Hope Not for Immortality

Quintus Horätius Flaccus (65-8 b.c.), known in English as Horace, was a contemporary of Vergil. In his lyric poetry, he looked to early Greek poets such as Alcaeus (fl. 600 b.c.) rather than the tradition of contemporary Greek poetry as the generation of Catullus had done. The following poem illustrates the meticulous aptness of expression, the cüriösa felicitäs that Petronius, a later Roman author, ascribes to Horace.

Difiugere nives, redeunt iam gramina campis arboribusque comae; mutat terra vices et decrescentia ripas flumina praetereunt. Gratia cum Nymphis geminisque sororibus audet 5

ducere nuda choros. immortalia ne speres, monet annus et almum quae rapit hora diem.

text Q. Horati Flacci Opera, ed. D. R. Shackleton Bailey

(Bibliotheca Teubneriana, 2001) meter First Archilochian [§m6]

diffii|gere ni|ves || rede|ünt iäm | gräminä | campis ärböri|büsque cö|mäe if. Diffugere (= Diffiigerunt) 3 pi. perf. ind. act. diffugiö -ere scatter, disperse; nix nivis f. snow; grämen gräminis n.grass; campis and arboribus dat. of motion toward [§g35]; coma -ae f. here leaf. 3f. mütat terra vices (pi. of — vicis f.; the word does not occur in the nom. sg.) lit., the earth changes [its] successive changes, i.e., the earth undergoes its regular changes (vices a type of cognate acc. [§GI7] after mütat); take decrescentia (pres. pple. of decrescö -ere) with flumina shrinking rivers; ripäs ... praetereunt (prae-tereö -Ire) flow within (lit., past) [their] banks—in Italy, the melting snows of winter raise the level of rivers and cause them to overflow their banks, but this is corrected in spring when the water level falls. ${. Gratia cum ... geminis sororibus lit., the Grace with ... [her] twin sisters, i.e., the three Graces—they were, in fact, triplets; both the Nymphs (Nympha -ae f.), of whom there were many, and the Graces, were minor female divinities; audet ventures; take nüda (naked) with Gratia (1.5), the Grace... ventures to lead the dances (chorus -I m.) naked—any such displays had been impossible in chilly winter. 7f. immortalia ne speres (indirect command after monet [§e91]) lit., that you should not hope for immortal (immortälis) things, i.e., not hope that everything, including yourself, will last forever; the subjects of monet are annus and höra, but the verb agrees with the nearer one only [§058]; the normal prose word order after et would be höra quae diem almum rapit (the hour that snatches away the life-giving (almus) day)—the year symbolizes the changes of the seasons, the hour the more immediate change from a sunny day in spring.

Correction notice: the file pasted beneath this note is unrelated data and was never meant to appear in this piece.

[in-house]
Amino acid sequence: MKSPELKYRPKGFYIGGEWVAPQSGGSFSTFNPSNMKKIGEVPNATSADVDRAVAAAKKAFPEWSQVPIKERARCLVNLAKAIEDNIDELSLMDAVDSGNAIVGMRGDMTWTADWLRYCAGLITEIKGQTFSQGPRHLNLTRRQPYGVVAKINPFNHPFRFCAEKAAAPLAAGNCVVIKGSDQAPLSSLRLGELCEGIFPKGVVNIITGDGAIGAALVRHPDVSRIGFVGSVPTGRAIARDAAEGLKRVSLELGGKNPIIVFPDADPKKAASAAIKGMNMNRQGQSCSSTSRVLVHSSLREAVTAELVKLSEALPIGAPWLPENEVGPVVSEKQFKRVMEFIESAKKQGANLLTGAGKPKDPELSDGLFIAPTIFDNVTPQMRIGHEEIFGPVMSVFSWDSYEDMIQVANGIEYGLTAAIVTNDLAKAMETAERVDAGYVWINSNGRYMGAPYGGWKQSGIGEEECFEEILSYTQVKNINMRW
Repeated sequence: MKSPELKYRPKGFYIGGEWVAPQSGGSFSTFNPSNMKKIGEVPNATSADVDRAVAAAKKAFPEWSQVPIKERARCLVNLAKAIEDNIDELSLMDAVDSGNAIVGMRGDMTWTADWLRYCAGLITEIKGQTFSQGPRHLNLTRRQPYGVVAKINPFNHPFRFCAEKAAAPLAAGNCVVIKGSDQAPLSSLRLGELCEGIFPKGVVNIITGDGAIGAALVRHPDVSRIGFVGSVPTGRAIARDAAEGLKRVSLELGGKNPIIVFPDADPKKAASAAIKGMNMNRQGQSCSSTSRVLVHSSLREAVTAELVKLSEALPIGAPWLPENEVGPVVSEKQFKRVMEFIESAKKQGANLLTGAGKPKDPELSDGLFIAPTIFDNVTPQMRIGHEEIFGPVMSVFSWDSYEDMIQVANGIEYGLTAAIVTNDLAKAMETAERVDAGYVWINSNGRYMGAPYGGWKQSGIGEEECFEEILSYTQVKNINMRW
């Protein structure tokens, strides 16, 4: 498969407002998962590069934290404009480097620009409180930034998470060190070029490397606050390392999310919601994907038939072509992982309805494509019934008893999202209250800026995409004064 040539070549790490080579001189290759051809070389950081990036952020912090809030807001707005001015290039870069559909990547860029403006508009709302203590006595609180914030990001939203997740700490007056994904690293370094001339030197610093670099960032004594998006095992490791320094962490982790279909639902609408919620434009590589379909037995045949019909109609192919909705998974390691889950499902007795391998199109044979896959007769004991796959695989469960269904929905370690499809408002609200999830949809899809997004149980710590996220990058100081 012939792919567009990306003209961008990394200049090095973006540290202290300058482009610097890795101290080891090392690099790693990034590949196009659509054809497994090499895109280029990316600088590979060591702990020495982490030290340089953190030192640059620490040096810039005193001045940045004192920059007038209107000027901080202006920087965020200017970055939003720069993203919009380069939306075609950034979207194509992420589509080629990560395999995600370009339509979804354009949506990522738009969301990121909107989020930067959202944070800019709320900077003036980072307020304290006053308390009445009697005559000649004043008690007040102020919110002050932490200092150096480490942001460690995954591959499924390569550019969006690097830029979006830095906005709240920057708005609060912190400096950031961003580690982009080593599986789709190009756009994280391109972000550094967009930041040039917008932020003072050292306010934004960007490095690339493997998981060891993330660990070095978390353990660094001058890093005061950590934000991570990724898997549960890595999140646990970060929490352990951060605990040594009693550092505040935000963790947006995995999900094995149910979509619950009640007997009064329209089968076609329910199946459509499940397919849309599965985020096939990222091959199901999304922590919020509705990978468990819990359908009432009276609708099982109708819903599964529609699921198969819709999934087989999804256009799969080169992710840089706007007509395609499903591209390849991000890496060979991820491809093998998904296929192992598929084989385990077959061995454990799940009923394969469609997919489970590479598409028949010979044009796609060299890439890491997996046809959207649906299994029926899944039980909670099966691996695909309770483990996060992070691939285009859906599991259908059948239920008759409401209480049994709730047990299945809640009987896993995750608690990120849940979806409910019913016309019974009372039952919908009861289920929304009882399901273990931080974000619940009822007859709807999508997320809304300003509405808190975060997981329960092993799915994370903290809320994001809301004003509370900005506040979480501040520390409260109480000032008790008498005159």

frigora mitescunt Zephyris, ver proterit aestas interitura, simul 10

pomifer autumnus fruges effuderit; et mox bruma recurrit iners. damna tamen celeres reparant caelestia lunae:

nos ubi decidimus quo pius Aeneas, quo dives Tullus et Ancus, 15

pulvis et umbra sumus. quis scit an adiciant hodiernae crastina summae tempora di superi?